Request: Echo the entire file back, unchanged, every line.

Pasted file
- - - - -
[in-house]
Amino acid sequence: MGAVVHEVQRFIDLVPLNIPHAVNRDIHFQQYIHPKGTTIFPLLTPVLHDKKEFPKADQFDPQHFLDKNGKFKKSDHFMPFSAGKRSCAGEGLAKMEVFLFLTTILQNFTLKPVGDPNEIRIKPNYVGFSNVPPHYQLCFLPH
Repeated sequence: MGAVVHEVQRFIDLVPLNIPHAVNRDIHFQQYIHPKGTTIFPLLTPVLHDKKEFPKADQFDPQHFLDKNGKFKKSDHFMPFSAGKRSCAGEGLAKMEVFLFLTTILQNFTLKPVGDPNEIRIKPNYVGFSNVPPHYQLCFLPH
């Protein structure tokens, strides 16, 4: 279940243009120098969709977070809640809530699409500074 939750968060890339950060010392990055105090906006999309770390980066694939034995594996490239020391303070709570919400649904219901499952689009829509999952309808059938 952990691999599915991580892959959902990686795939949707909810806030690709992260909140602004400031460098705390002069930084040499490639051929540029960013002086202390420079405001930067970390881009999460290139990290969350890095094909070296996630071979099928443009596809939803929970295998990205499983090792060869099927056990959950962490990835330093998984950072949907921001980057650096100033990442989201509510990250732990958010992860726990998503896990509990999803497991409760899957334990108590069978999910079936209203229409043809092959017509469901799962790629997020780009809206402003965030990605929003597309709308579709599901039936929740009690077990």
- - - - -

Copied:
[in-house]
Amino acid sequence: MGAVVHEVQRFIDLVPLNIPHAVNRDIHFQQYIHPKGTTIFPLLTPVLHDKKEFPKADQFDPQHFLDKNGKFKKSDHFMPFSAGKRSCAGEGLAKMEVFLFLTTILQNFTLKPVGDPNEIRIKPNYVGFSNVPPHYQLCFLPH
Repeated sequence: MGAVVHEVQRFIDLVPLNIPHAVNRDIHFQQYIHPKGTTIFPLLTPVLHDKKEFPKADQFDPQHFLDKNGKFKKSDHFMPFSAGKRSCAGEGLAKMEVFLFLTTILQNFTLKPVGDPNEIRIKPNYVGFSNVPPHYQLCFLPH
């Protein structure tokens, strides 16, 4: 279940243009120098969709977070809640809530699409500074 939750968060890339950060010392990055105090906006999309770390980066694939034995594996490239020391303070709570919400649904219901499952689009829509999952309808059938 952990691999599915991580892959959902990686795939949707909810806030690709992260909140602004400031460098705390002069930084040499490639051929540029960013002086202390420079405001930067970390881009999460290139990290969350890095094909070296996630071979099928443009596809939803929970295998990205499983090792060869099927056990959950962490990835330093998984950072949907921001980057650096100033990442989201509510990250732990958010992860726990998503896990509990999803497991409760899957334990108590069978999910079936209203229409043809092959017509469901799962790629997020780009809206402003965030990605929003597309709308579709599901039936929740009690077990």